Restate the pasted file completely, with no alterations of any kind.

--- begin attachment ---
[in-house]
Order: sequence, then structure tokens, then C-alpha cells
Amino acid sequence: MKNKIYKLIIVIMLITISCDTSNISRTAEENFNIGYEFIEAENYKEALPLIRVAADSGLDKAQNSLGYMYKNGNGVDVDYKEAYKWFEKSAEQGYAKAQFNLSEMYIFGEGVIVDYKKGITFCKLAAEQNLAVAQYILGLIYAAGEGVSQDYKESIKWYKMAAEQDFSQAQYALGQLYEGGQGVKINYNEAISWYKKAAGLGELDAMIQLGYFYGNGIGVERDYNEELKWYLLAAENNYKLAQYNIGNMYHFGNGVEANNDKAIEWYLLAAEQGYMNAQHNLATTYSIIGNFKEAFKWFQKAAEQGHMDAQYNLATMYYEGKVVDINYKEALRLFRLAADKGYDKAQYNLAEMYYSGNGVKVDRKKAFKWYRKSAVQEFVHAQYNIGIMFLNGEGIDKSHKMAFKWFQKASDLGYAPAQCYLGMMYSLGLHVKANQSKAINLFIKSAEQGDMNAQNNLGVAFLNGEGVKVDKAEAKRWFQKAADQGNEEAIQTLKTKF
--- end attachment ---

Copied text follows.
[in-house]
Order: sequence, then structure tokens, then C-alpha cells
Amino acid sequence: MKNKIYKLIIVIMLITISCDTSNISRTAEENFNIGYEFIEAENYKEALPLIRVAADSGLDKAQNSLGYMYKNGNGVDVDYKEAYKWFEKSAEQGYAKAQFNLSEMYIFGEGVIVDYKKGITFCKLAAEQNLAVAQYILGLIYAAGEGVSQDYKESIKWYKMAAEQDFSQAQYALGQLYEGGQGVKINYNEAISWYKKAAGLGELDAMIQLGYFYGNGIGVERDYNEELKWYLLAAENNYKLAQYNIGNMYHFGNGVEANNDKAIEWYLLAAEQGYMNAQHNLATTYSIIGNFKEAFKWFQKAAEQGHMDAQYNLATMYYEGKVVDINYKEALRLFRLAADKGYDKAQYNLAEMYYSGNGVKVDRKKAFKWYRKSAVQEFVHAQYNIGIMFLNGEGIDKSHKMAFKWFQKASDLGYAPAQCYLGMMYSLGLHVKANQSKAINLFIKSAEQGDMNAQNNLGVAFLNGEGVKVDKAEAKRWFQKAADQGNEEAIQTLKTKF